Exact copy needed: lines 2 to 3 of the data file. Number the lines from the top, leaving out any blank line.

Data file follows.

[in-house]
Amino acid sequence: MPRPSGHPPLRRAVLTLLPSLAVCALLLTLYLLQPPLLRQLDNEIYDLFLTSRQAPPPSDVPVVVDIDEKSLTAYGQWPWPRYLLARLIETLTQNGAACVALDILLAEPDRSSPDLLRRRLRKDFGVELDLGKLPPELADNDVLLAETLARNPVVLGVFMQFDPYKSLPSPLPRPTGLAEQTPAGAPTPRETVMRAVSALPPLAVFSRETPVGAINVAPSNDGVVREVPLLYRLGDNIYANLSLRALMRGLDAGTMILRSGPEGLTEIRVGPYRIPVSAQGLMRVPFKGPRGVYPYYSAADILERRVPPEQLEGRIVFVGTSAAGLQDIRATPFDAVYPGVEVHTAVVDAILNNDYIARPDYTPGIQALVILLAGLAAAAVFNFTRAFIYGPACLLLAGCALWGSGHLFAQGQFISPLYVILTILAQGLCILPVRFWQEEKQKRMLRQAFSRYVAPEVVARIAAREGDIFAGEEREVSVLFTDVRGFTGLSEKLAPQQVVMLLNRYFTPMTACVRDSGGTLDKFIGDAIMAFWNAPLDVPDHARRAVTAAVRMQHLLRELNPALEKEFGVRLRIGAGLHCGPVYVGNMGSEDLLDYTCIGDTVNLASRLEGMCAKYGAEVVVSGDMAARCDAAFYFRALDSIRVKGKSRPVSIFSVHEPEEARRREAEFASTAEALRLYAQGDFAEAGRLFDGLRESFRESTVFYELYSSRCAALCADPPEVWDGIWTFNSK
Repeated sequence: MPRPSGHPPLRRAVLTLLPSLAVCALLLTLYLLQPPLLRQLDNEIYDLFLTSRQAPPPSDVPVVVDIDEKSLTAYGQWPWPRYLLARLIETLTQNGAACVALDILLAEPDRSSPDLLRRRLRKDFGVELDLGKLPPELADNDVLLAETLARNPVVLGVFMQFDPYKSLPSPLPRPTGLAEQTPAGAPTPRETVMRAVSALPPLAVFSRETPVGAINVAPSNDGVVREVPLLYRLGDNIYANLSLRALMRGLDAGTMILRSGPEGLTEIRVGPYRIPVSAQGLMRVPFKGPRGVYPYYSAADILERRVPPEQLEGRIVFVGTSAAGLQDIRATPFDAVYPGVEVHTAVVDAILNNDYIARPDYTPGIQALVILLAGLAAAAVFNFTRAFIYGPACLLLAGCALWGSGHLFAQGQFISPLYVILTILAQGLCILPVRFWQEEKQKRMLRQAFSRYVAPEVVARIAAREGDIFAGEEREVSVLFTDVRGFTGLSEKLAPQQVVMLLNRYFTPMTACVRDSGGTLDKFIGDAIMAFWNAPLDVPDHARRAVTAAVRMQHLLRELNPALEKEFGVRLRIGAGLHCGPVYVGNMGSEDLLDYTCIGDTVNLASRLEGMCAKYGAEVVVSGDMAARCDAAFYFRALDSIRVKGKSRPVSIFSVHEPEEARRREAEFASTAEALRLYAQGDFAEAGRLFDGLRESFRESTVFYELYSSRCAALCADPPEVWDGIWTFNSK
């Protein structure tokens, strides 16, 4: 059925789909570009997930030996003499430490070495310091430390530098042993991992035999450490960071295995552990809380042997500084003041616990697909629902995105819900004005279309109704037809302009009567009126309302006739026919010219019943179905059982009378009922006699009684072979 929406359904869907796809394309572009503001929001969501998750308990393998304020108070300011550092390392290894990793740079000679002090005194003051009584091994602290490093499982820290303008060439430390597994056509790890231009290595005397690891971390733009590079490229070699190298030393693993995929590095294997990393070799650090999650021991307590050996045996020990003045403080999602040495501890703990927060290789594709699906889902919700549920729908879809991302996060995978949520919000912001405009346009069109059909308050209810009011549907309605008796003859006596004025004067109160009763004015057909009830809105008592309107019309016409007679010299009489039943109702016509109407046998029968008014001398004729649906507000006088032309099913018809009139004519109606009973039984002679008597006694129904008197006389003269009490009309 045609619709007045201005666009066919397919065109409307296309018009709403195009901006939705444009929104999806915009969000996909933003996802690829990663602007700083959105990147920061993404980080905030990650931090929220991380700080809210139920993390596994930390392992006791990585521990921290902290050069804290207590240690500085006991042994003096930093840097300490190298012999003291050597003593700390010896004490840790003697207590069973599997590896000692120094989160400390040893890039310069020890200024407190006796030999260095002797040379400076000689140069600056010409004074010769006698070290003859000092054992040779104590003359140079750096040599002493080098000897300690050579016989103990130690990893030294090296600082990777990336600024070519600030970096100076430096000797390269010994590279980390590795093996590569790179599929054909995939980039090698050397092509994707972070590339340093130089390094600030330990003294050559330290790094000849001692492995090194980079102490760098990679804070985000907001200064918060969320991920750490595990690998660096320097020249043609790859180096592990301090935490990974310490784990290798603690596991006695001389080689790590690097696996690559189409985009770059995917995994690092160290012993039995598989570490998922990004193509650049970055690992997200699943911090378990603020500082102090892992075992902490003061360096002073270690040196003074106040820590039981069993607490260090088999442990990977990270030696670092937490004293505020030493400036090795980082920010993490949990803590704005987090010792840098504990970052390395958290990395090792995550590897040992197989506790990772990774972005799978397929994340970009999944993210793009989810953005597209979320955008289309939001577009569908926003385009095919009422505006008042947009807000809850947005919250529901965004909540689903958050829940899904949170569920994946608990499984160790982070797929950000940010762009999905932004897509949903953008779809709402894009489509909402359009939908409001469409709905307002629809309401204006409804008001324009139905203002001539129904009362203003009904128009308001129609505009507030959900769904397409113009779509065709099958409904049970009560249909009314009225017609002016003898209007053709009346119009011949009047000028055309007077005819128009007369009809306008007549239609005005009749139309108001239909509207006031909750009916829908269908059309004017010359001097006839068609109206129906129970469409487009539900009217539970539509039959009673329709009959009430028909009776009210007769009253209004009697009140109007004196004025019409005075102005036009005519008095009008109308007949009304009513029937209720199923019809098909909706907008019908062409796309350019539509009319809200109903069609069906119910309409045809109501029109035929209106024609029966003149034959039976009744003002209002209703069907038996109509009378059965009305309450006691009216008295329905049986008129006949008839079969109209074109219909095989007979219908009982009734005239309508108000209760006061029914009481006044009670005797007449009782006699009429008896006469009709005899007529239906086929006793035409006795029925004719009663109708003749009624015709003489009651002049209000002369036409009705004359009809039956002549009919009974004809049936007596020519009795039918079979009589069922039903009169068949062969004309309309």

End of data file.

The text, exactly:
Amino acid sequence: MPRPSGHPPLRRAVLTLLPSLAVCALLLTLYLLQPPLLRQLDNEIYDLFLTSRQAPPPSDVPVVVDIDEKSLTAYGQWPWPRYLLARLIETLTQNGAACVALDILLAEPDRSSPDLLRRRLRKDFGVELDLGKLPPELADNDVLLAETLARNPVVLGVFMQFDPYKSLPSPLPRPTGLAEQTPAGAPTPRETVMRAVSALPPLAVFSRETPVGAINVAPSNDGVVREVPLLYRLGDNIYANLSLRALMRGLDAGTMILRSGPEGLTEIRVGPYRIPVSAQGLMRVPFKGPRGVYPYYSAADILERRVPPEQLEGRIVFVGTSAAGLQDIRATPFDAVYPGVEVHTAVVDAILNNDYIARPDYTPGIQALVILLAGLAAAAVFNFTRAFIYGPACLLLAGCALWGSGHLFAQGQFISPLYVILTILAQGLCILPVRFWQEEKQKRMLRQAFSRYVAPEVVARIAAREGDIFAGEEREVSVLFTDVRGFTGLSEKLAPQQVVMLLNRYFTPMTACVRDSGGTLDKFIGDAIMAFWNAPLDVPDHARRAVTAAVRMQHLLRELNPALEKEFGVRLRIGAGLHCGPVYVGNMGSEDLLDYTCIGDTVNLASRLEGMCAKYGAEVVVSGDMAARCDAAFYFRALDSIRVKGKSRPVSIFSVHEPEEARRREAEFASTAEALRLYAQGDFAEAGRLFDGLRESFRESTVFYELYSSRCAALCADPPEVWDGIWTFNSK
Repeated sequence: MPRPSGHPPLRRAVLTLLPSLAVCALLLTLYLLQPPLLRQLDNEIYDLFLTSRQAPPPSDVPVVVDIDEKSLTAYGQWPWPRYLLARLIETLTQNGAACVALDILLAEPDRSSPDLLRRRLRKDFGVELDLGKLPPELADNDVLLAETLARNPVVLGVFMQFDPYKSLPSPLPRPTGLAEQTPAGAPTPRETVMRAVSALPPLAVFSRETPVGAINVAPSNDGVVREVPLLYRLGDNIYANLSLRALMRGLDAGTMILRSGPEGLTEIRVGPYRIPVSAQGLMRVPFKGPRGVYPYYSAADILERRVPPEQLEGRIVFVGTSAAGLQDIRATPFDAVYPGVEVHTAVVDAILNNDYIARPDYTPGIQALVILLAGLAAAAVFNFTRAFIYGPACLLLAGCALWGSGHLFAQGQFISPLYVILTILAQGLCILPVRFWQEEKQKRMLRQAFSRYVAPEVVARIAAREGDIFAGEEREVSVLFTDVRGFTGLSEKLAPQQVVMLLNRYFTPMTACVRDSGGTLDKFIGDAIMAFWNAPLDVPDHARRAVTAAVRMQHLLRELNPALEKEFGVRLRIGAGLHCGPVYVGNMGSEDLLDYTCIGDTVNLASRLEGMCAKYGAEVVVSGDMAARCDAAFYFRALDSIRVKGKSRPVSIFSVHEPEEARRREAEFASTAEALRLYAQGDFAEAGRLFDGLRESFRESTVFYELYSSRCAALCADPPEVWDGIWTFNSK